1 Corinthians 5:11
Parallel Verses
New American Standard Bible
But actually, I wrote to you not to associate with any so-called brother if he is an immoral person, or covetous, or an idolater, or a reviler, or a drunkard, or a swindler-- not even to eat with such a one.

King James Bible
But now I have written unto you not to keep company, if any man that is called a brother be a fornicator, or covetous, or an idolater, or a railer, or a drunkard, or an extortioner; with such an one no not to eat.

Darby Bible Translation
But now I have written to you, if any one called brother be fornicator, or avaricious, or idolater, or abusive, or a drunkard, or rapacious, not to mix with him; with such a one not even to eat.

World English Bible
But as it is, I wrote to you not to associate with anyone who is called a brother who is a sexual sinner, or covetous, or an idolater, or a slanderer, or a drunkard, or an extortioner. Don't even eat with such a person.

Young's Literal Translation
and now, I did write to you not to keep company with him, if any one, being named a brother, may be a whoremonger, or covetous, or an idolater, or a railer, or a drunkard, or an extortioner -- with such a one not even to eat together;

1 Corinthians 5:11 Parallel
Commentary
Barnes' Notes on the Bible

"But now." In this Epistle. This shows that he had written a former letter.

I have written to you. - Above. I have designed to give this injunction that you are to be entirely separated from one who is a professor of religion and who is guilty of these things.

Not to keep company - To be wholly separated and withdrawn from such a person. Not to associate with him in any manner.

If any man that is called a brother - Any professing Christian; any member of the church.

Be a fornicator ... - Like him who is mentioned, 1 Corinthians 5:1.

Or an idolater - This must mean those persons who, while they professed Christianity, still attended the idol feasts, and worshipped there. Perhaps a few such may have been found who had adopted the Christian profession hypocritically.

Or a railer - A reproachful man; a man of coarse, harsh, and bitter words; a man whose characteristic it was to abuse others; to vilify their character, and wound their feelings. It is needless to say how much this is contrary to the spirit of Christianity, and to the example of the Master, "who when he was reviled, reviled not again."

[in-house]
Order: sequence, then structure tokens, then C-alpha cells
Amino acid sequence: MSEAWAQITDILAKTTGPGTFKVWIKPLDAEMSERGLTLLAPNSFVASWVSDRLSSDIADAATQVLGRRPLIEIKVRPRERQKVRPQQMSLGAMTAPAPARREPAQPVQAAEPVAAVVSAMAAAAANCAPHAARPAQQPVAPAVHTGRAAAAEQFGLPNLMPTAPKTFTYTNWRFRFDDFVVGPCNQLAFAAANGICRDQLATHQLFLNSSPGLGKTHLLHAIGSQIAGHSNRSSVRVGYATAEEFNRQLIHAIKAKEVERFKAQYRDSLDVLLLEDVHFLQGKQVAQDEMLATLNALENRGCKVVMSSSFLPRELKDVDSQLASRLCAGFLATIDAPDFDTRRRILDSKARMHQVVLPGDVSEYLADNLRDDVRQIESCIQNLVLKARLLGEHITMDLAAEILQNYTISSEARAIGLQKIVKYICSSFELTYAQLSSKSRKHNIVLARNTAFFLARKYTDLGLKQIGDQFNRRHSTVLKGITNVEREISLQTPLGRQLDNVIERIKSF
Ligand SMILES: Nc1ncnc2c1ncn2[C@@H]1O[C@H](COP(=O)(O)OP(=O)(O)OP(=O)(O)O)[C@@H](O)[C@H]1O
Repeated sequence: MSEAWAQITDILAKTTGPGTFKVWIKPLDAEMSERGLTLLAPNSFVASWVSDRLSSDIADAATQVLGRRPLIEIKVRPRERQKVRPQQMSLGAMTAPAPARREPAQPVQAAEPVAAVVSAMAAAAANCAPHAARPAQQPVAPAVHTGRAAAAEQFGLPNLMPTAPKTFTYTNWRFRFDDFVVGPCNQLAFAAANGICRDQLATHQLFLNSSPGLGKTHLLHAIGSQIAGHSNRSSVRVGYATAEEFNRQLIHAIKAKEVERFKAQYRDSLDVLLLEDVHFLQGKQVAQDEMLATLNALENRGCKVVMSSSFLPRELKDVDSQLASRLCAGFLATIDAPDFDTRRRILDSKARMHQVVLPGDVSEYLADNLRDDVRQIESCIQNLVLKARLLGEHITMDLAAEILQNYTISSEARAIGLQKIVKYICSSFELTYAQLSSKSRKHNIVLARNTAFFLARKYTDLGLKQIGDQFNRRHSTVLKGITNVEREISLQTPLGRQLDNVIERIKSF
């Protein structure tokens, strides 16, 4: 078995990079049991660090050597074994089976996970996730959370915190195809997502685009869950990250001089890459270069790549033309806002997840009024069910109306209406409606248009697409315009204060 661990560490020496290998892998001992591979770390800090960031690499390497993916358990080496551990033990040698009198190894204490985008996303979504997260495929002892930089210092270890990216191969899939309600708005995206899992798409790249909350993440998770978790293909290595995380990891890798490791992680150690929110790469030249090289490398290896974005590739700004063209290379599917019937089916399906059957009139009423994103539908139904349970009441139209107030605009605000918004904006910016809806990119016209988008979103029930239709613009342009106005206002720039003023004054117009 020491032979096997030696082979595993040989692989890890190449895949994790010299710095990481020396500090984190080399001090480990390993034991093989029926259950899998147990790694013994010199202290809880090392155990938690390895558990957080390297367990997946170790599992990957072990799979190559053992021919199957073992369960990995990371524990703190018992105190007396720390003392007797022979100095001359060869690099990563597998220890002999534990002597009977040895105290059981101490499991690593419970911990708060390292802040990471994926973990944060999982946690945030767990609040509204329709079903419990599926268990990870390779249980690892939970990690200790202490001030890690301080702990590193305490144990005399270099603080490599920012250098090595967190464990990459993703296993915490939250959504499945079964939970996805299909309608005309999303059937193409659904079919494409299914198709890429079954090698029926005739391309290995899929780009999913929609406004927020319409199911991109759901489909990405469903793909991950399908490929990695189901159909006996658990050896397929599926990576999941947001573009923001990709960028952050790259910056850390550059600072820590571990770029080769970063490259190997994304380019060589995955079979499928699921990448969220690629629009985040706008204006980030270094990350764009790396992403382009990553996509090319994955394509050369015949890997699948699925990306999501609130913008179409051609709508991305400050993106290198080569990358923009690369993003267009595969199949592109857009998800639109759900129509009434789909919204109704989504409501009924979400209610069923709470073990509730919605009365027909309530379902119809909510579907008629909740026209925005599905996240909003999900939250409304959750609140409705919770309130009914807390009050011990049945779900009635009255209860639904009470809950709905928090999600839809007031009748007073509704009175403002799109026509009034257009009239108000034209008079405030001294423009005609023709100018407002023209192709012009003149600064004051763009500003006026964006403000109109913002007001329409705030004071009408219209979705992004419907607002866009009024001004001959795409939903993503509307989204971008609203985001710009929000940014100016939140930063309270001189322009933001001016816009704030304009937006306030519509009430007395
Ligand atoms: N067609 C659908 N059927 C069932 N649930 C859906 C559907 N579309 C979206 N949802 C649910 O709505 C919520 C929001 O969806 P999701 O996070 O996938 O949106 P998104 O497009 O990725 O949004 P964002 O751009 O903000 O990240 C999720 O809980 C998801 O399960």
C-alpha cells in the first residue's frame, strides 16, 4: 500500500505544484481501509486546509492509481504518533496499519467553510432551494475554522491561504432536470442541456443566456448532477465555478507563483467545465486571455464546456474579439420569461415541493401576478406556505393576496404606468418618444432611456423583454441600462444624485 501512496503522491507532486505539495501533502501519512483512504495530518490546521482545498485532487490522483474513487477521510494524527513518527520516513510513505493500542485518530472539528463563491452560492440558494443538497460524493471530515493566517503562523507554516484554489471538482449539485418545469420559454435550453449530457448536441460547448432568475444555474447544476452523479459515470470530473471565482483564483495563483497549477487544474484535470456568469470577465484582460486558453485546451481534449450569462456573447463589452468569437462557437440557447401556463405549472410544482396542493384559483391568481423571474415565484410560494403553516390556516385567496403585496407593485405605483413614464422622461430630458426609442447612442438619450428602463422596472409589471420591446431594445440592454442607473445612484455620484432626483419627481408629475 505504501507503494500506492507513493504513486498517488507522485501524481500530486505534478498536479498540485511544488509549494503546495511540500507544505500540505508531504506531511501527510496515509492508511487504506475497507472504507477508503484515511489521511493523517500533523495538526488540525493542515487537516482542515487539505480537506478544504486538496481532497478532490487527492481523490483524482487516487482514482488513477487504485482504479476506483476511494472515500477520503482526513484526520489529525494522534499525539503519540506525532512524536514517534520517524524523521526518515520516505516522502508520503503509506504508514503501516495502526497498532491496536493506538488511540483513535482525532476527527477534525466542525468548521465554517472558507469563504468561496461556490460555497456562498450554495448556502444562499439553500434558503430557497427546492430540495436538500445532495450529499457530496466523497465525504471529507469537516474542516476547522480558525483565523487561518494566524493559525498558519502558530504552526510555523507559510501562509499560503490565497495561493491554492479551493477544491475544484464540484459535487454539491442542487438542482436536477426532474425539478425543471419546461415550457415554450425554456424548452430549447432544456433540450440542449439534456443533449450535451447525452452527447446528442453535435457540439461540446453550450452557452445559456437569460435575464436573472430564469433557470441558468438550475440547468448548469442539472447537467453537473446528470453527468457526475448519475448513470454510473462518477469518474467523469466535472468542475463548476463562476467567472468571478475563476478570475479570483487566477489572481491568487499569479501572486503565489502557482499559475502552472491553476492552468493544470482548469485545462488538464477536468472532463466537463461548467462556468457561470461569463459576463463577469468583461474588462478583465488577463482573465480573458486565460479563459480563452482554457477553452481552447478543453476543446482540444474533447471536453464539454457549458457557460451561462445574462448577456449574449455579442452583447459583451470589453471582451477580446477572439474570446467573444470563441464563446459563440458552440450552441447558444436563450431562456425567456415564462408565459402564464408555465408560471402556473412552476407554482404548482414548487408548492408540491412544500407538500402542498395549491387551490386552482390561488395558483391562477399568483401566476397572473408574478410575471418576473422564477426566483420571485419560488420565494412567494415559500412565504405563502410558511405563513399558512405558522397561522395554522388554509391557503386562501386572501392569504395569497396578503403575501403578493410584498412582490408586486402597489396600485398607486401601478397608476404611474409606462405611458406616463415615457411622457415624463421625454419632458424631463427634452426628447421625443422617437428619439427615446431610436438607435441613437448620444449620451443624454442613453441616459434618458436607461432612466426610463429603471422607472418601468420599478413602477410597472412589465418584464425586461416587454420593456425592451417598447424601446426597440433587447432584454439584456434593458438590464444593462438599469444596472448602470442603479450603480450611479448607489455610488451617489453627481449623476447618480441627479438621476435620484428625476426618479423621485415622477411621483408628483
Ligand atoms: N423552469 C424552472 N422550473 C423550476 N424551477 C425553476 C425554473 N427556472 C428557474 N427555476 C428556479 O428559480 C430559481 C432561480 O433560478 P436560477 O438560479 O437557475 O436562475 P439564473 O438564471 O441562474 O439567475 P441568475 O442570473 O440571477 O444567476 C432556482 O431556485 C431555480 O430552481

Or a drunkard - Perhaps there might have been some then in the church, as there are now, who were addicted to this vice. It has been the source of incalculable evils to the church; and the apostle, therefore, solemnly enjoins on Christians to have no fellowship with a man who is intemperate.

With such an one no not to eat - To have no contact or fellowship with him of any kind; not to do anything that would seem to acknowledge him as a brother; with such an one not even to eat at the same table. A similar course is enjoined by John; 2 John 1:10-11. This refers to the contact of common life, and not particularly to the communion. The true Christian was wholly to disown such a person, and not to do anything that would seem to imply that he regarded him as a Christian brother. It will be seen here that the rule was much more strict in regard to one who professed to be a Christian than to those who were known and acknowledged pagans. The reasons may have been:

(1) The necessity of keeping the church pure, and of not doing anything that would seem to imply that Christians were the patrons and friends of the intemperate and the wicked.

(2) in respect to the pagan, there could be no danger of its being supposed that Christians regarded them as brethren, or showed to them any more than the ordinary civilities of life; but in regard to those who professed to be Christians, but who were drunkards, or licentious, if a man was on terms of intimacy with them, it would seem as if he acknowledged them as brethren and recognized them as Christians.